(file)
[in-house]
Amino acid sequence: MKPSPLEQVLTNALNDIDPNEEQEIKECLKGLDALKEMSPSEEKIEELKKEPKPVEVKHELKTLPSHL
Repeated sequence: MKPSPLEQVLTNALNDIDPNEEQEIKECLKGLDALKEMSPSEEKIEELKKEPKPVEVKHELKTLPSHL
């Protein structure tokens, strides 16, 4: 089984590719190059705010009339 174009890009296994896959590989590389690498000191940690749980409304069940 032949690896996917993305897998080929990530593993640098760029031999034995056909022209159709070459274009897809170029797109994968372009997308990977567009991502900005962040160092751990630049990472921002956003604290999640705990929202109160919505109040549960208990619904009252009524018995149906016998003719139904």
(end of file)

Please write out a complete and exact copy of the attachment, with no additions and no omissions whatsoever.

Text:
[in-house]
Amino acid sequence: MKPSPLEQVLTNALNDIDPNEEQEIKECLKGLDALKEMSPSEEKIEELKKEPKPVEVKHELKTLPSHL
Repeated sequence: MKPSPLEQVLTNALNDIDPNEEQEIKECLKGLDALKEMSPSEEKIEELKKEPKPVEVKHELKTLPSHL
């Protein structure tokens, strides 16, 4: 089984590719190059705010009339 174009890009296994896959590989590389690498000191940690749980409304069940 032949690896996917993305897998080929990530593993640098760029031999034995056909022209159709070459274009897809170029797109994968372009997308990977567009991502900005962040160092751990630049990472921002956003604290999640705990929202109160919505109040549960208990619904009252009524018995149906016998003719139904």